Sunday, November 21, 2010

The BSO Takes a Bite of the Big Apple

What an amazing weekend! Perfect weather, a pleasant bus ride, an excellent hotel (no bed bug reports as of yet), great restaurants, only a few delayed metro service stories...oh, and the concerts! BSO went to the Big City, and showed them (and the world) that we're still in top form, and just as capable of pulling off an excellent concert of classics (read NY Times review), as we did on Saturday night, as we are of bringing the house down with a boisterous rendition of the gospel version of Handel's Messiah (read review), as was the case on Sunday afternoon. Both in front of full houses of very pleased patrons who weren't afraid to show us that they liked it. It was so fun for us to play twice in two days in that legendary Carnegie Hall, with its impeccable acoustics and discriminating audiences.
On Saturday, the Barber Essay # 2 started off elegantly, and ended with all of Carnegie's decorations vibrating with our full sound. Our piano soloist in Prokofiev's Third Piano Concerto, Macedonian Simon Trpceski, outdid himself in his debut with some amazing fireworks, and showed that soloists can still play chamber music with an orchestra, even in virtuoso pieces. After intermission, in Mahler's rendition of Beethoven's "Eroica" Symphony, we achieved some incredible pianissimos, the kind which only top orchestras can do, just to end with forceful chords that had to invite an encore, bringing people to their feet. We all enjoyed a wonderful reception with many of our biggest fans and donors in an elegant Italian restaurant nearby.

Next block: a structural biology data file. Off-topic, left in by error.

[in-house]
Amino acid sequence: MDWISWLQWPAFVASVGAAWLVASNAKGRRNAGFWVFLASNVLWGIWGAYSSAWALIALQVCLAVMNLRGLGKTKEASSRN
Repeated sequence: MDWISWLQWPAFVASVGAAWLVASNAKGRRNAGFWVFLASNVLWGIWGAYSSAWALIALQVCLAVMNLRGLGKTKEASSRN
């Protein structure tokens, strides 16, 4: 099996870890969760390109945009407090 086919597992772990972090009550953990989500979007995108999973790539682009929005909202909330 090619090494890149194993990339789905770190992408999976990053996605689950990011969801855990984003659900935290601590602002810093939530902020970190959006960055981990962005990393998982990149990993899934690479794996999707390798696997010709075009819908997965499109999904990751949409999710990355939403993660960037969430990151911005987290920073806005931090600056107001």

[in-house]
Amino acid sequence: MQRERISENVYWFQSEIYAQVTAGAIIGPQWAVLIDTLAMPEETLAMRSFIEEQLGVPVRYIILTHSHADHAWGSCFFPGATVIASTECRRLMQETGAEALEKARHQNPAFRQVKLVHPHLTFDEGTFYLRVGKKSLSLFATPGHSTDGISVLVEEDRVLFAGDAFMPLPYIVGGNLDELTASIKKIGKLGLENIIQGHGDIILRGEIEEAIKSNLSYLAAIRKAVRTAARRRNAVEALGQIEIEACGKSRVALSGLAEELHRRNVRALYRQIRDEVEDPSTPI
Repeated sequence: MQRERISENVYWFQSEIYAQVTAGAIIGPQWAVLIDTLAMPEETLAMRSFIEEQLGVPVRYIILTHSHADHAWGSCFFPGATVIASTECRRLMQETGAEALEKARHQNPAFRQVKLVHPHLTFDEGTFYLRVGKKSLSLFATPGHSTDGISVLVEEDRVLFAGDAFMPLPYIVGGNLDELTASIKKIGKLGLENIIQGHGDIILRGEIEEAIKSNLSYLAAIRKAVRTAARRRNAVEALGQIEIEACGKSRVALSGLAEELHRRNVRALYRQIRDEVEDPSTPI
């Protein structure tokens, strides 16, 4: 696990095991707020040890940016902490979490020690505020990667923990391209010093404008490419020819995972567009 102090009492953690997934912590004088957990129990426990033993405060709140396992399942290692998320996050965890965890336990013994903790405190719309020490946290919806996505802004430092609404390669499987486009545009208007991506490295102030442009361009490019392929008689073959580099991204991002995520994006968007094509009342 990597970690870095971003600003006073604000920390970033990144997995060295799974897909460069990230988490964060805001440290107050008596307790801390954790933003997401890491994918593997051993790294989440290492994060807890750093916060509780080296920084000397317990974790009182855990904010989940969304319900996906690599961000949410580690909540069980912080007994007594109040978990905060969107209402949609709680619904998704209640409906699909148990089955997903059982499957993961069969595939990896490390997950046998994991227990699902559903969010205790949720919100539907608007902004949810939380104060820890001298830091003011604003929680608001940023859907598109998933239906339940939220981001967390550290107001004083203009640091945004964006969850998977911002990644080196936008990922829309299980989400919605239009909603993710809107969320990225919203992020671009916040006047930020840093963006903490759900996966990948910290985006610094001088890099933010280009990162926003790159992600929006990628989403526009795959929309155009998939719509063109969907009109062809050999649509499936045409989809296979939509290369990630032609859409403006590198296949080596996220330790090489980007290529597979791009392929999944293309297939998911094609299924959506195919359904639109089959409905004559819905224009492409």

Merriment couldn't last too long though, because on Sunday morning we had to get moving for a rehearsal of the Too Hot to Handel program. A few of us took a walk through Central Park before the afternoon concert. It was full of people, brought out by an amazing day.

In this post are a couple of photos I took while strolling around, hope you enjoy them and the fall colors.

Me, Chris Williams (Principal Percussion and Timpani),
Ken Goldstein (First Violin)

Then it was off to a different kind of concert, with a stage full of NYC kids that had been practicing for months, so they could be proud of their choral debut with us, in Carnegie Hall. What a feeling that must have been for them! They met and surpassed all of the expectations, and the audience was, once again, brought to their feet as Marin Alsop coaxed them to make even more noise, leading us to a rousing finale.

The buses returned late Sunday night, and now it's time for a couple days off before starting some new repertoire.

-Ivan Stefanovic

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